A contested term is usually factionally defined. That is, a faction might agree internally on what it means, but to outsiders their definition may be regarded as biased and ideological. The glossary makes note of many of these.
As a simple example, "the left" usually cares more about safety than closure, and "the right" puts its priorities the other way around. Thus they rarely or never agree on fairness. Also, "the left" usually sees evil as the result of a lot of ignorance, especially by "the right". But "the right" usually sees it as something intentional they can "punish".
It is foolish in the extreme to attempt to define a contested term too early, or at all, if there is faction tension on it's meaning and what actions it must guide. Failure to deal with this perfectly will lead to mindless forking or anti-leverage, at best:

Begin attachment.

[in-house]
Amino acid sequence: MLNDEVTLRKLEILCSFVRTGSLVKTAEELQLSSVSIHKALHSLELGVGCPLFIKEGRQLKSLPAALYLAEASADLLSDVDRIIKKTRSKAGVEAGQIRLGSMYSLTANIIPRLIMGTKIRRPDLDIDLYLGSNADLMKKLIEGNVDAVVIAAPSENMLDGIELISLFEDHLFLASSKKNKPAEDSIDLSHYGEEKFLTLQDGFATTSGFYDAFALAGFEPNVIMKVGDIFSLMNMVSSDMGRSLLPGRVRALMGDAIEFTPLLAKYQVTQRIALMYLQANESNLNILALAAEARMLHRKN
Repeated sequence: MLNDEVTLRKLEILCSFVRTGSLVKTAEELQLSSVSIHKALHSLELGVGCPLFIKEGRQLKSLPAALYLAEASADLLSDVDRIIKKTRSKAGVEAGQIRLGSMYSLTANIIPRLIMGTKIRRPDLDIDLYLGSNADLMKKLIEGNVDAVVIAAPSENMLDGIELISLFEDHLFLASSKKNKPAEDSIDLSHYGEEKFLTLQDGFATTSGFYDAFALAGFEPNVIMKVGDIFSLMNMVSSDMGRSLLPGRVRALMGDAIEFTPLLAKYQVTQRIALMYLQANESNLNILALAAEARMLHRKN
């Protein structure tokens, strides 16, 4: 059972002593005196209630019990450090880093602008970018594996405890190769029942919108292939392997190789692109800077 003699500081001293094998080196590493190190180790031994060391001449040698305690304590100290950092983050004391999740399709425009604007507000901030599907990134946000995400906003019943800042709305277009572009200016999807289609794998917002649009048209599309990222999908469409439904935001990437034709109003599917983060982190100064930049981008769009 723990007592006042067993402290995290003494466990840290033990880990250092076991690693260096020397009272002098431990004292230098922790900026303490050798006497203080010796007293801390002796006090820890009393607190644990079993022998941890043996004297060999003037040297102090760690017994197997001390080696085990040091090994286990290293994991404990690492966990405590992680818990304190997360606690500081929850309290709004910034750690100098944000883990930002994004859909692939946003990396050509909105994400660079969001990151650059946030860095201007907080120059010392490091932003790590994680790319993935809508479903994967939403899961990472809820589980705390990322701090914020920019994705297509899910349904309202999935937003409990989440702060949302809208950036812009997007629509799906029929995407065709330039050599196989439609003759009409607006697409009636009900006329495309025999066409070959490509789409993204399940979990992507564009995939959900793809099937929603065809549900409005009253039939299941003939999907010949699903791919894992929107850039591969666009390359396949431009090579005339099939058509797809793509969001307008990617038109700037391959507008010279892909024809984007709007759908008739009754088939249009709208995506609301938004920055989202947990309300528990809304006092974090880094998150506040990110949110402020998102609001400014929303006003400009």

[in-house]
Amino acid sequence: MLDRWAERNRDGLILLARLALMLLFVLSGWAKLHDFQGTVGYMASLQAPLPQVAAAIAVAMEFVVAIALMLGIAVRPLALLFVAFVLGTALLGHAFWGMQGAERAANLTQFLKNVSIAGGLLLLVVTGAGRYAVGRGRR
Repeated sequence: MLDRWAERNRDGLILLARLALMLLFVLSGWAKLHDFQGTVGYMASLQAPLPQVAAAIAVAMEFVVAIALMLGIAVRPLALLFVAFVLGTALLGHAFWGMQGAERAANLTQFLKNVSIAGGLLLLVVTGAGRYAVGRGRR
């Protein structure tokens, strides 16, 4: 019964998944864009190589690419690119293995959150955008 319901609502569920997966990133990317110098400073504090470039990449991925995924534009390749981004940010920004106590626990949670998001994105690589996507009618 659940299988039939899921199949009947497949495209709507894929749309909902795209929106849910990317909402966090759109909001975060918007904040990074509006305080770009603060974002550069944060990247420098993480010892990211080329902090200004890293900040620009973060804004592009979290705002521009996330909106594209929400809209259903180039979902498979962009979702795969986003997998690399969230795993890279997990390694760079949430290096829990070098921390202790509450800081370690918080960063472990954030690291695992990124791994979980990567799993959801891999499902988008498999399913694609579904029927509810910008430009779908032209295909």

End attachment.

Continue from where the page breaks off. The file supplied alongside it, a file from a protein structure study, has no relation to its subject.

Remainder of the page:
"Many activists doubt the importance of definitions and the understanding of basic concepts before calling for action. They are intent on movement instead. But if you don't think through the meaning of what you stand for, you will end up doing the opposite of what you assume. Ill-defined ideas, even propelled by good will, can undercut common ground... by corrupting understanding from within." - John McMurtry